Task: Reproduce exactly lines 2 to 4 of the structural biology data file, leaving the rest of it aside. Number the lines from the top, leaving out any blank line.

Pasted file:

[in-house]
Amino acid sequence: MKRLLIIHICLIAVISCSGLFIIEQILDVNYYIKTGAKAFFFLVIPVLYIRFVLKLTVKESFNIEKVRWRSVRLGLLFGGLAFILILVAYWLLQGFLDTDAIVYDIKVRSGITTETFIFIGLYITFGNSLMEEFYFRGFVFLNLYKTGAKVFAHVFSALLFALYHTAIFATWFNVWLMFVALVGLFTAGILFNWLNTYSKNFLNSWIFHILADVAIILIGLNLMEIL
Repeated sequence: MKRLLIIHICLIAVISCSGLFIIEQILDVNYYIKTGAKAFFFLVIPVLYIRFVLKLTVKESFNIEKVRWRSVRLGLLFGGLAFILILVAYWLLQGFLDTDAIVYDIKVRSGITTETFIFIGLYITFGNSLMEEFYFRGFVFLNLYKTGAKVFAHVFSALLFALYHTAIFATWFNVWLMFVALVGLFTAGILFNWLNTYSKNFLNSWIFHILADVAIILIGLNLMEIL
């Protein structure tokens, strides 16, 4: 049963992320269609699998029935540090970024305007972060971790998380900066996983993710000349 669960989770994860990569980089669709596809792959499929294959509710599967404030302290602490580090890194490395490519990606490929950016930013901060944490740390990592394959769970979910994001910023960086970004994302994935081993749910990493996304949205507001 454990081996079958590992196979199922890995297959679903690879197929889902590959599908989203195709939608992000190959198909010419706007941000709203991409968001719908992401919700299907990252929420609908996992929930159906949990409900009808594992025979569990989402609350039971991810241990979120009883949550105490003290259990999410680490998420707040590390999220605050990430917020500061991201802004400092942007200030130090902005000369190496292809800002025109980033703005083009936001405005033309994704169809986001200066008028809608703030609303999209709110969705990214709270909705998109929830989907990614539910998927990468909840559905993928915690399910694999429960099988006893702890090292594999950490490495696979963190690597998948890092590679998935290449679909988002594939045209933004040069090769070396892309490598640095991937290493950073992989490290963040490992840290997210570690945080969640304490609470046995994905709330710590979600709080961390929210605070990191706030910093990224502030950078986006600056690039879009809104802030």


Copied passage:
Amino acid sequence: MKRLLIIHICLIAVISCSGLFIIEQILDVNYYIKTGAKAFFFLVIPVLYIRFVLKLTVKESFNIEKVRWRSVRLGLLFGGLAFILILVAYWLLQGFLDTDAIVYDIKVRSGITTETFIFIGLYITFGNSLMEEFYFRGFVFLNLYKTGAKVFAHVFSALLFALYHTAIFATWFNVWLMFVALVGLFTAGILFNWLNTYSKNFLNSWIFHILADVAIILIGLNLMEIL
Repeated sequence: MKRLLIIHICLIAVISCSGLFIIEQILDVNYYIKTGAKAFFFLVIPVLYIRFVLKLTVKESFNIEKVRWRSVRLGLLFGGLAFILILVAYWLLQGFLDTDAIVYDIKVRSGITTETFIFIGLYITFGNSLMEEFYFRGFVFLNLYKTGAKVFAHVFSALLFALYHTAIFATWFNVWLMFVALVGLFTAGILFNWLNTYSKNFLNSWIFHILADVAIILIGLNLMEIL
């Protein structure tokens, strides 16, 4: 049963992320269609699998029935540090970024305007972060971790998380900066996983993710000349 669960989770994860990569980089669709596809792959499929294959509710599967404030302290602490580090890194490395490519990606490929950016930013901060944490740390990592394959769970979910994001910023960086970004994302994935081993749910990493996304949205507001 454990081996079958590992196979199922890995297959679903690879197929889902590959599908989203195709939608992000190959198909010419706007941000709203991409968001719908992401919700299907990252929420609908996992929930159906949990409900009808594992025979569990989402609350039971991810241990979120009883949550105490003290259990999410680490998420707040590390999220605050990430917020500061991201802004400092942007200030130090902005000369190496292809800002025109980033703005083009936001405005033309994704169809986001200066008028809608703030609303999209709110969705990214709270909705998109929830989907990614539910998927990468909840559905993928915690399910694999429960099988006893702890090292594999950490490495696979963190690597998948890092590679998935290449679909988002594939045209933004040069090769070396892309490598640095991937290493950073992989490290963040490992840290997210570690945080969640304490609470046995994905709330710590979600709080961390929210605070990191706030910093990224502030950078986006600056690039879009809104802030």